So we shouldn’t love Satan?

I’m tempted to just sit here at the kitchen table, nurse my son to sleep, eat my can of fruit cocktail and not say anything about all this hullabaloo (bet you didn’t know I could do all of that at the same time, eh?). But I might just have something to say. Even though it feels like everything’s already been said. Here are some random thoughts:

Tim and I were talking last Sunday about our feelings one year later, and I was trying to put into words my feelings of disconnection from the whole thing. I guess it’s normal that the wound doesn’t feel as raw as it did a year ago, but it’s almost like I’ve just built up a cynical wall around it instead. It just seems much easier to carp on about how much the media is oversaturating everything with remembrances and tributes and memorials, etc., etc., etc. instead of peeling back the bandage to take a few test pokes at it.

One of the things we discussed was this woman named Lauren Manning, who was horribly burned at the World Trade Center one year ago. Her husband wrote a book called Love, Greg and Lauren that was filled with the emails he wrote to loved ones documenting her recovery. Surely, you’ve heard about these guys.

Anyway, I was commenting that I had absolutely no desire to read such a book because I couldn’t even imagine the pain and suffering of that family, and, frankly, I don’t want to. I mean, one year ago, they had a 10-month-old baby. The whole thing just hit too close to home.

Tim commented that he remembered seeing them on one of the morning shows and he was struck by how quickly the book was released. It seemed obvious to him that Lauren was in no condition to be discussing these things on television. Hell, she wasn’t even out of the hospital yet. Yet there they were, her husband schlepping his traumatized wife out for all to see and pity.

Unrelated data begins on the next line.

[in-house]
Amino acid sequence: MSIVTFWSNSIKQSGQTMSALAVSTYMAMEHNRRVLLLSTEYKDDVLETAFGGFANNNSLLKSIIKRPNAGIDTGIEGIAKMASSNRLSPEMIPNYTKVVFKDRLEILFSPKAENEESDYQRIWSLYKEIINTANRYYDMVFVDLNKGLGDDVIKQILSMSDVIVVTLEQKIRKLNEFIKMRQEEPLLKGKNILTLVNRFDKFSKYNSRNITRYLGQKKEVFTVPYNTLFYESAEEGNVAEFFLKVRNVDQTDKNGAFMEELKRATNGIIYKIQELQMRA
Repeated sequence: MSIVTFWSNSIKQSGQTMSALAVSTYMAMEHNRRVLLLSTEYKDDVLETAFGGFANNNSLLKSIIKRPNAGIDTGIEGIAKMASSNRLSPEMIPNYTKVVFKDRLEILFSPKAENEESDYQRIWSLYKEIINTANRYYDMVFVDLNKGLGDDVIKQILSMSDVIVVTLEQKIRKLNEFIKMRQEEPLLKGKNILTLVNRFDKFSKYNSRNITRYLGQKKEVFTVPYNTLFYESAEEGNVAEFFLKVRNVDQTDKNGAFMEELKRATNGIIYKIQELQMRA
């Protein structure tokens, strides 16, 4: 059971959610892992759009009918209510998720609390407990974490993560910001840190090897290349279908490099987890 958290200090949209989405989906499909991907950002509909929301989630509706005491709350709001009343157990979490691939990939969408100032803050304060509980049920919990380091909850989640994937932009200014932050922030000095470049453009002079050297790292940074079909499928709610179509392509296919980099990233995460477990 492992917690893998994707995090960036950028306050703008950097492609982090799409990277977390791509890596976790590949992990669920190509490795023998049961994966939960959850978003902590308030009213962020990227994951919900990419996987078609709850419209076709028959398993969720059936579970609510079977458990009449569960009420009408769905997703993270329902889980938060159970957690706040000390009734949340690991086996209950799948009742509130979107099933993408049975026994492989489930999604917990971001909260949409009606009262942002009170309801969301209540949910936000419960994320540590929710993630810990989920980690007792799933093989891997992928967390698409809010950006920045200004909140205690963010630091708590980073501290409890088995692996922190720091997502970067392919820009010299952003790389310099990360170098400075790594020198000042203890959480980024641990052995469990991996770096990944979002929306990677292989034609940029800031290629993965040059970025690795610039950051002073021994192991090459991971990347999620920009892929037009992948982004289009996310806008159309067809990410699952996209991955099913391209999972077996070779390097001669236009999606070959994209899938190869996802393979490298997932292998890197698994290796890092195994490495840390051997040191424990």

Of course, I have not read the book. I do not know those people. I have no idea what I’m talking about. But this book was just the first in a line of books about the tragedy. A couple of weeks ago, I spotted Let’s Roll a book by Lisa Beamer, wife of Todd “Let’s Roll” Beamer of Flight 93. The jaded cynic in me is scoffing like it’s going out of style!

So I went to the memorial service at our church tonight, trying to put these random feelings into some kind of order. Tim stayed home with Auggie. It was really nice and very tasteful. Not overly maudlin. And it helped address my feelings of disconsolation and confusion with some of the aftermath.

One of the things that I had a very hard time with last year (over than the overwhelming horror of it all), was the incredible anger that seemed to surge through the country in the days following the tragedy. This completely confounded me. Who were we supposed to be angry at exactly? The terrorists, I guess. Osama bin Laden, I guess, even though we weren’t sure that he was even involved at that point.

I just couldn’t understand how anyone could see past the grief and terror to anger. All I could think about that day was all the mothers who died, who would never be able to see their babies again and how much I hoped that nothing like that would ever happen to me or anyone I knew. The service tonight brought these feelings into stark relief, when at one point, we asked to be able to see past our own selfish feelings.

It reminded me of the time back in elementary school, when going to church with a friend, we were arguing about the devil in the backseat of her car. I was under the impression that being a Christian meant that you had to love everybody, including the devil. My friend’s mother crisply informed me that this was not the case.

That’s me, I guess. Wanting to love the devil so that he will change for the better.

That sounds stupid, doesn’t it?